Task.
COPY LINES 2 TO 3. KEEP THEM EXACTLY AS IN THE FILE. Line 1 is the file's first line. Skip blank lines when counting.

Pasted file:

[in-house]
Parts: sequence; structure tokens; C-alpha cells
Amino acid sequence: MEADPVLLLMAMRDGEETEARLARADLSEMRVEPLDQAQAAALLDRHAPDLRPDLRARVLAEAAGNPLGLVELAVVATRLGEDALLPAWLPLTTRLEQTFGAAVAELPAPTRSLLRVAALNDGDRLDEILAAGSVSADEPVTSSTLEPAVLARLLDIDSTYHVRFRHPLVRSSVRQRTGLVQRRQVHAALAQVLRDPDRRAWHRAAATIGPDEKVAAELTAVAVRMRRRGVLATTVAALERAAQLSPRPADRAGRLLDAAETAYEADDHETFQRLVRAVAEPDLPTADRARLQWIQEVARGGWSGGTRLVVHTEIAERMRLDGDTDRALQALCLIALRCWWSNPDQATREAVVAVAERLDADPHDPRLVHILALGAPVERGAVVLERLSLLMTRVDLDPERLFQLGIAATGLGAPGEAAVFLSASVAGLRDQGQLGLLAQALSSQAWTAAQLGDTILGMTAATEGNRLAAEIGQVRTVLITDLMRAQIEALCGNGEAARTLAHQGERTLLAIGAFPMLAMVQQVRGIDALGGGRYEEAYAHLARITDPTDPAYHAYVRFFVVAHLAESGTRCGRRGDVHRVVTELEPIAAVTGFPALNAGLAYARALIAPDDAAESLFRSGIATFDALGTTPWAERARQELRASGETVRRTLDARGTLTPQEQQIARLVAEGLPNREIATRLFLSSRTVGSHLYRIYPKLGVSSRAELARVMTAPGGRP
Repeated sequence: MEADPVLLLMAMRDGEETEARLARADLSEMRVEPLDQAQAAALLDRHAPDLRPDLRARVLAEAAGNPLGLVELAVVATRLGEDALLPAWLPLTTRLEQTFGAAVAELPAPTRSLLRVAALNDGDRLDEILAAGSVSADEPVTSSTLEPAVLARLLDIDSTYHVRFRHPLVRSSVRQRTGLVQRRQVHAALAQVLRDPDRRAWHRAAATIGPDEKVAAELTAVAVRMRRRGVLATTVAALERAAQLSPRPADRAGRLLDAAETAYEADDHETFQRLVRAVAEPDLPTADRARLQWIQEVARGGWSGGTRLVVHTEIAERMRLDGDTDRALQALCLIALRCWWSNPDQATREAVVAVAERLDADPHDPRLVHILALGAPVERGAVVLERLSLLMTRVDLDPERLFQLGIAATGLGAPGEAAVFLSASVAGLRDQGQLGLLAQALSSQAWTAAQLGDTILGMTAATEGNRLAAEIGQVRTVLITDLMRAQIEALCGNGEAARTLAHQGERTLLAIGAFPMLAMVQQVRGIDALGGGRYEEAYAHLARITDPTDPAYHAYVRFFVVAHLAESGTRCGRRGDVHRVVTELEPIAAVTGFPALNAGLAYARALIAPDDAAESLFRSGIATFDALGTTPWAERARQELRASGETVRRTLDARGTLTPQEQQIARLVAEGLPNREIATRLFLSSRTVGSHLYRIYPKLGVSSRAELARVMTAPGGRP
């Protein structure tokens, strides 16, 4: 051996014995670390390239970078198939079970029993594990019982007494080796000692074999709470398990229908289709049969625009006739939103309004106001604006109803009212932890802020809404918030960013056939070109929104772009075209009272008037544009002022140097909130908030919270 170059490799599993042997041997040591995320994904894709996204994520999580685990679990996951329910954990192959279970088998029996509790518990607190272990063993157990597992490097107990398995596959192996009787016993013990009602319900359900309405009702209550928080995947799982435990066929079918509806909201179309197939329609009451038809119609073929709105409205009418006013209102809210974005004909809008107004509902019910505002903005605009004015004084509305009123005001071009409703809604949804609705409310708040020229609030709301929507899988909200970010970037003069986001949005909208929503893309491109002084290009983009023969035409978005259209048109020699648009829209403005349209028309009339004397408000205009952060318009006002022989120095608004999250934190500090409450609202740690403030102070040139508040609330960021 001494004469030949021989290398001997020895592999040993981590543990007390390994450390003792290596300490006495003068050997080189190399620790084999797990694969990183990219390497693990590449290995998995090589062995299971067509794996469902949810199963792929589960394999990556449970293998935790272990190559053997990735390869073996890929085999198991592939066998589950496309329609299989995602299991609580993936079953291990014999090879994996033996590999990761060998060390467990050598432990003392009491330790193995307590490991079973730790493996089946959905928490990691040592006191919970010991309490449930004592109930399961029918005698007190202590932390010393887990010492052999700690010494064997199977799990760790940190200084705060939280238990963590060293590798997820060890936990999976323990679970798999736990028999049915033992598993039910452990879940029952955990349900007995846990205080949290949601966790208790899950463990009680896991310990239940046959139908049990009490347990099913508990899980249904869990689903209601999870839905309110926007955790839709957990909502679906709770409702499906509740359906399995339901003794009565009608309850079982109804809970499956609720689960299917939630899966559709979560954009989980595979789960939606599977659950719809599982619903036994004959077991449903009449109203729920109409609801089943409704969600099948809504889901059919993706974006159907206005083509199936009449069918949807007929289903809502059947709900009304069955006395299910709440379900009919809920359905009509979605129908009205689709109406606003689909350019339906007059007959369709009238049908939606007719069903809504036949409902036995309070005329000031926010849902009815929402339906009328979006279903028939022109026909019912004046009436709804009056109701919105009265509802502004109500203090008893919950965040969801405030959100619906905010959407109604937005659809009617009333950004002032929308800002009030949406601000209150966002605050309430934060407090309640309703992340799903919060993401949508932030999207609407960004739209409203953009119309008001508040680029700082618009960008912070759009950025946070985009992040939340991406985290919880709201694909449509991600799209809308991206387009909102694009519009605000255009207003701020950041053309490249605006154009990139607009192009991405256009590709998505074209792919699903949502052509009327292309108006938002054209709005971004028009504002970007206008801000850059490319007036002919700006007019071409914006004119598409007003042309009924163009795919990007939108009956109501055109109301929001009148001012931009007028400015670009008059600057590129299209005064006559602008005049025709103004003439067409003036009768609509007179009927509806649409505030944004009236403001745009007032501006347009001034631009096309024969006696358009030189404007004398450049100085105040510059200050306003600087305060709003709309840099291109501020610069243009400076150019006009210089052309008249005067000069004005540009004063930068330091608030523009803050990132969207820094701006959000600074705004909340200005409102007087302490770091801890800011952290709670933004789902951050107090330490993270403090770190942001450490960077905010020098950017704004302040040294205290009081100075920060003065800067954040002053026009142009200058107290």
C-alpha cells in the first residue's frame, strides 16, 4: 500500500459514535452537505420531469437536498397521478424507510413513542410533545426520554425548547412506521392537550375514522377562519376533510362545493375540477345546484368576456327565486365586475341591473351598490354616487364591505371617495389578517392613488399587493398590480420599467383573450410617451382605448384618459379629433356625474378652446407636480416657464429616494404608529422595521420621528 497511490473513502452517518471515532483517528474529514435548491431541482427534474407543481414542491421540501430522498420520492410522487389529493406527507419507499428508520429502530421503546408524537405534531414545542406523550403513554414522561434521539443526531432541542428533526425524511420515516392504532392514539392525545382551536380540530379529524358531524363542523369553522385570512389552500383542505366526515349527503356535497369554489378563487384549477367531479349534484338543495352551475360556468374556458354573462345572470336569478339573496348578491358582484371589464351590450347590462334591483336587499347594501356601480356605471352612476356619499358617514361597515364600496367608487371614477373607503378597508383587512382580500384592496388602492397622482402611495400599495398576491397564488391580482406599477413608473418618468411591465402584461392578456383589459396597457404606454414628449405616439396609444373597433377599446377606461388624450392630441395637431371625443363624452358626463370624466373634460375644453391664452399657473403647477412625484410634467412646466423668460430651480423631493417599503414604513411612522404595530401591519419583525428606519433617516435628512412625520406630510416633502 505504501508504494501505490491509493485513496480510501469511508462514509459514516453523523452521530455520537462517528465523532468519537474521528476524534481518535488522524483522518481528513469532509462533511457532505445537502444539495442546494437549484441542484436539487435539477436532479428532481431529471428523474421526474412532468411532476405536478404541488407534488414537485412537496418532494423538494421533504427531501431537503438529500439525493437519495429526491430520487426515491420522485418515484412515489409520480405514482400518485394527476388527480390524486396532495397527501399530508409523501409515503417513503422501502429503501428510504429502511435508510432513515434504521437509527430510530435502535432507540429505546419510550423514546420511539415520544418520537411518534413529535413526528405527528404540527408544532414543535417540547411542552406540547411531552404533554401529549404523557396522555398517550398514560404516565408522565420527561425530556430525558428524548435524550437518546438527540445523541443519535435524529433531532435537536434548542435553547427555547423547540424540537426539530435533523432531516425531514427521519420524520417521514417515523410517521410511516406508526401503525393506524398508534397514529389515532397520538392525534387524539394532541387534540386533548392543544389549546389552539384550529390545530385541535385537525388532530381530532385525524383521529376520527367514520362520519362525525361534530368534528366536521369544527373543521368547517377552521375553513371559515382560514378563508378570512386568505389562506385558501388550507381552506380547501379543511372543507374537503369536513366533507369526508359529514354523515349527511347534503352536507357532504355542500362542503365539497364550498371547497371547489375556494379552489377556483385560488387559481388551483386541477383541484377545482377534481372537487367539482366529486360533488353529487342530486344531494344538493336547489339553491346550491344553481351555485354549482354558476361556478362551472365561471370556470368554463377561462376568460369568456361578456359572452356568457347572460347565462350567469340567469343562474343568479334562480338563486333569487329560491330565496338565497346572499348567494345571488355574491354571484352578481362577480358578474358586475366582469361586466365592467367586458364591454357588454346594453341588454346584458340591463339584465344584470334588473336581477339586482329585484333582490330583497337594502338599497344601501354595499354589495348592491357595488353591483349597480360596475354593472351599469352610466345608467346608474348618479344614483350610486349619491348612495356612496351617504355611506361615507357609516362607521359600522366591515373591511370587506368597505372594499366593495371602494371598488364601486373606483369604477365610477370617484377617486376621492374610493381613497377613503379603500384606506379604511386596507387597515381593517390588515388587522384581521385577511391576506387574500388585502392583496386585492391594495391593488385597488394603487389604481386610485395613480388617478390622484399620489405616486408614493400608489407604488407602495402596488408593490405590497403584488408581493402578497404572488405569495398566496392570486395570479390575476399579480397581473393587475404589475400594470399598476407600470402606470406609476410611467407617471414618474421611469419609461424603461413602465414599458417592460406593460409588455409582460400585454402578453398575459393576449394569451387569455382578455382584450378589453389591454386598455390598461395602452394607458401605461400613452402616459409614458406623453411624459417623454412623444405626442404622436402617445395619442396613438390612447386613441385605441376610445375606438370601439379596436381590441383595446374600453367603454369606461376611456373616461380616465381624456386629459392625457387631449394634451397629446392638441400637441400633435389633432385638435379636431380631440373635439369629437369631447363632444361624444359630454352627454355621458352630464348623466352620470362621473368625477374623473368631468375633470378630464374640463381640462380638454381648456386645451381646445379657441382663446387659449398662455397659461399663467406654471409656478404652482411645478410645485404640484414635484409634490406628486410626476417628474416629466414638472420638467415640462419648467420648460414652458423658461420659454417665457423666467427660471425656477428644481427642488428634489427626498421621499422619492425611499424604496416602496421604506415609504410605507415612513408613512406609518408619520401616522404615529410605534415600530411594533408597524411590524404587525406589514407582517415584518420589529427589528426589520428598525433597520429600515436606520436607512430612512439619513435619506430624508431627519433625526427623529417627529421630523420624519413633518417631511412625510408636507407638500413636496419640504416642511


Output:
Parts: sequence; structure tokens; C-alpha cells
Amino acid sequence: MEADPVLLLMAMRDGEETEARLARADLSEMRVEPLDQAQAAALLDRHAPDLRPDLRARVLAEAAGNPLGLVELAVVATRLGEDALLPAWLPLTTRLEQTFGAAVAELPAPTRSLLRVAALNDGDRLDEILAAGSVSADEPVTSSTLEPAVLARLLDIDSTYHVRFRHPLVRSSVRQRTGLVQRRQVHAALAQVLRDPDRRAWHRAAATIGPDEKVAAELTAVAVRMRRRGVLATTVAALERAAQLSPRPADRAGRLLDAAETAYEADDHETFQRLVRAVAEPDLPTADRARLQWIQEVARGGWSGGTRLVVHTEIAERMRLDGDTDRALQALCLIALRCWWSNPDQATREAVVAVAERLDADPHDPRLVHILALGAPVERGAVVLERLSLLMTRVDLDPERLFQLGIAATGLGAPGEAAVFLSASVAGLRDQGQLGLLAQALSSQAWTAAQLGDTILGMTAATEGNRLAAEIGQVRTVLITDLMRAQIEALCGNGEAARTLAHQGERTLLAIGAFPMLAMVQQVRGIDALGGGRYEEAYAHLARITDPTDPAYHAYVRFFVVAHLAESGTRCGRRGDVHRVVTELEPIAAVTGFPALNAGLAYARALIAPDDAAESLFRSGIATFDALGTTPWAERARQELRASGETVRRTLDARGTLTPQEQQIARLVAEGLPNREIATRLFLSSRTVGSHLYRIYPKLGVSSRAELARVMTAPGGRP